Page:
Exhibit Dates:
Thurs, March 7 to Thurs, June 6, 2019

The theme of the exhibit is "Where the Heart Is." Artwork for this theme may relate to the artist's hometown or some place special, or something/someone that has deep meaning for the artist.

-- Information Sheet
-- Press Release
-- Postcard Invitation

Left, Joe Madar and his "Main Coast" photograph. Right, Nancy Madar with her watercolor based on Joe's photograph,
"The Main Coast." The painting is Nancy's first watercolor!

Left, Micheline Champagne and Neill Monteserin.

Right, "Dolly and the cows!" watercolor by Donna McMahon.

The flower arrangements were by Carolyn Emerson.

"And a Cherry on Top," watercolor
by Susan Masse. Susan brought treats that matched her painting.

"Ode to the 'Rain Garden'," stained glass and quilling by Sue Hollister.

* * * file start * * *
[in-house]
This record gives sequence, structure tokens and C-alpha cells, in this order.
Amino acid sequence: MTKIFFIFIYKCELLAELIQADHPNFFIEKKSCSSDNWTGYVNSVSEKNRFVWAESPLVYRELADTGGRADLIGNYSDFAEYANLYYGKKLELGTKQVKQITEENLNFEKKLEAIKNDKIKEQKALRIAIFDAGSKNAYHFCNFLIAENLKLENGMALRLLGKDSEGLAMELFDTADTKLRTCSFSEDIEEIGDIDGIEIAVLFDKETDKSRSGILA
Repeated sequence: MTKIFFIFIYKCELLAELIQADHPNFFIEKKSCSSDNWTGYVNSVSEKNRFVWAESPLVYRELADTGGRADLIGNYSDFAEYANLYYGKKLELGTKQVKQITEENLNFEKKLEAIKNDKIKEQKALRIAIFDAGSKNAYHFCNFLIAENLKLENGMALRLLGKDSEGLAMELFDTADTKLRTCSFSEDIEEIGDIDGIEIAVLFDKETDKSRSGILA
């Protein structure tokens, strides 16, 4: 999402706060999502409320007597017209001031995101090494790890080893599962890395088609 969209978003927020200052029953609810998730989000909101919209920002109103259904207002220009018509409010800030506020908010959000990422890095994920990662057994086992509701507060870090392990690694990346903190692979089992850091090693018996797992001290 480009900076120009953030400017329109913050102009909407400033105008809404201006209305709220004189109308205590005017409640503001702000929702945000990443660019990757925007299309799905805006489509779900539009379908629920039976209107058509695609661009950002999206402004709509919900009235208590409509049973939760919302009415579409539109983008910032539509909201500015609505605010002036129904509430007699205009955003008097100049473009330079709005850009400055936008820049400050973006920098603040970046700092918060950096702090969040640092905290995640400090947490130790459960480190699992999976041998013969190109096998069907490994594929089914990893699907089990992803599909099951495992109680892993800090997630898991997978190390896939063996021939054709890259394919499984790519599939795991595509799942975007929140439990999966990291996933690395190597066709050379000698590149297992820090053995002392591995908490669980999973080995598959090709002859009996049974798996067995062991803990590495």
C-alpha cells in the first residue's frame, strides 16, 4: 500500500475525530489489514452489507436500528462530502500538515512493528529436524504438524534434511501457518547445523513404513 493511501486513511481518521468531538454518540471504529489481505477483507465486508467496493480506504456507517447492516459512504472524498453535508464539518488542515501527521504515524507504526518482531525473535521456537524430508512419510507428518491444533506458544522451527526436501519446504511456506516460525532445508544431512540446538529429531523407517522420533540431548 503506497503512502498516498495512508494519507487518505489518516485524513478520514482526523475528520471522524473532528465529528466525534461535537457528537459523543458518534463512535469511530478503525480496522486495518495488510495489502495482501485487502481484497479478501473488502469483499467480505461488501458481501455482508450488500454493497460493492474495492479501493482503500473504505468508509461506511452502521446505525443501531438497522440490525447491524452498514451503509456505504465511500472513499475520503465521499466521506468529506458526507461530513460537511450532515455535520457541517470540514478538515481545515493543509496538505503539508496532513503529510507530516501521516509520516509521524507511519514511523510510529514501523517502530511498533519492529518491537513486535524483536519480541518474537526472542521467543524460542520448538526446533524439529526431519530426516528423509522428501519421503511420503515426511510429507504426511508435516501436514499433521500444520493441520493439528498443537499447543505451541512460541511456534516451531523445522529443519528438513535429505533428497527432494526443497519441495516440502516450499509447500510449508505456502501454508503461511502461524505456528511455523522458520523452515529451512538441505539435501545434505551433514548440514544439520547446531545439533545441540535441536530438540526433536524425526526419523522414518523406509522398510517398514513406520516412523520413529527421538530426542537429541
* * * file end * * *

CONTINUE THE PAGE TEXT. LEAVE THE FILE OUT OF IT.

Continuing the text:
Wednesday, April 24, 2019

Member Meeting

Our guest artist Doug Gillette led a critique session. Each member was able to bring one piece for critiquing.

Doug has spent many years developing a finely detailed drawing and painting style that has earned him numerous awards and recognition, including Best of Show. His work has been published in several art publications. He has exhibited at the Smithsonian and the Departments of the Interior and Defense in Washington, D.C. He is president of the Academic Artists Association and past-president of the Connecticut Academy of Fine Arts.

In Doug's critiques, he emphasized shape, value and color. Shape is the ability to draw a composition on a two dimensional surface. Value makes things come forward in a piece and helps things move back and forth. Color is used to interpret the feeling of the piece. In his critiques, he looked at these three concepts and helped artists to push these areas further.

Doug passed on a piece of advice he received: "Never paint a bad drawing."